Bandjo, the largely instrumental debut album from the Swedish duo of the same name, is a spacious and understated collection of expansive epics to which the term ‘progressive’ is to be used as a compliment rather than a criticism. The length of the tracks generally allows Bandjo‘s work the opportunity to breathe and build, often resembling a series of edited jams, rising and falling like the best electronic music.
A Krautrock influence is evident at various points during Bandjo – Can being the quickest comparison to spring to mind, particularly in the manner that the tracks run on for at least twice the length of an average pop song but rarely outstay their welcome, as one section replaces another and so on, repetition becomes an irrelevant concern. Great care has evidently gone into the feel of the album, with uncluttered but rich production, luxurious textures and the recurring appearance of the flute, a much-undervalued instrument in rock music. Live drumming also adds to the variation of mood and energy on display here, and the addition of melodic fretwork on the bass raises comparisions to New Order, particularly in their low-key embryonic period between Joy Division and ‘Blue Monday’.
The choppy, low-end synths at the helm of the early minutes of opener ‘Sensu II’ are pure Kraftwerk, with chiming acoustic arpeggios affording the piece a pleasing balance between live instrumentation and electronica. ‘Metropolis’ opens with a bass-driven mystical Eastern soundscape before evolving into a pulsating stomp complete with sparse, baritone chant-like vocals before subsequently stripping itself back to flute-led ambience. When finding themselves locked into a compelling groove, the duo seem eager to move things on rather than letting repetition kick in, challenging (or maybe even frustrating) the listener, but at the same time daringly eschewing accepted structures, formulas and predictability.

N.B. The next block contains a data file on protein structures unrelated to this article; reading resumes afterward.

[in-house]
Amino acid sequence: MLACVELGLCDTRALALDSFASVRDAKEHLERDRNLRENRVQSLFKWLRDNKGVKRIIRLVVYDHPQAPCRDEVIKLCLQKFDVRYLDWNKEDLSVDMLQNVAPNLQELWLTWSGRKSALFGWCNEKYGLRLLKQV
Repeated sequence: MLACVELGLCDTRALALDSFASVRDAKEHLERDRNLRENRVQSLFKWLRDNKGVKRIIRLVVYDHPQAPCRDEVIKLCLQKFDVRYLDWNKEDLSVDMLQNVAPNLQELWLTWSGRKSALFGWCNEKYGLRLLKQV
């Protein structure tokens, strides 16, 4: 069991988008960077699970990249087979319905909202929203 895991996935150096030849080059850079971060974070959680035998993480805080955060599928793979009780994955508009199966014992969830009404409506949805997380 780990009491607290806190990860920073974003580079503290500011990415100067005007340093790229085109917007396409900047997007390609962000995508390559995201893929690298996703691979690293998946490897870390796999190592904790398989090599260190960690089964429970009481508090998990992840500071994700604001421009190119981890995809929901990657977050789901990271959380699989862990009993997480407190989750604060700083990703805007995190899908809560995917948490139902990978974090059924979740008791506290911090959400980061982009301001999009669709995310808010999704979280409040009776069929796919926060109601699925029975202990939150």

Bandjo’s progressive spacerock is largely saved from accusations of cliché by the recurring themes of both scratchy post-punk and the contemporary electronic influence apparent, with trance-like synth motifs used sparingly but effectively at a handful of well-chosen points. ‘There Is Time’ halves the pace of proceedings, a casually-paced dub piece which lingers around unobtrusively before kicking into a colossal rhythm five minutes in and withdrawing into an ocean of pads, tuneful bass, harmonica and acoustic guitars.
If Bandjo has a flaw, it’s that its subtle experimentation and lack of structure allow it to fade into the background with some ease. The absence of cemented hooks with which to identify each track adds to the idea that the album is more than the sum of its parts, and an emphasis on individual tracks isn’t appropriate. A trippy proposition, perhaps best appreciated in the same circumstances associated with most psychedelic music, Bandjo is hugely adventurous. However, at times it also seems to prioritise texture and mood over memorability, with its more engaging moments not being capitalised on enough. The ambition and attention to detail is to be commended however, and even simply on a production level it’s a minor triumph. A potential slow-burner.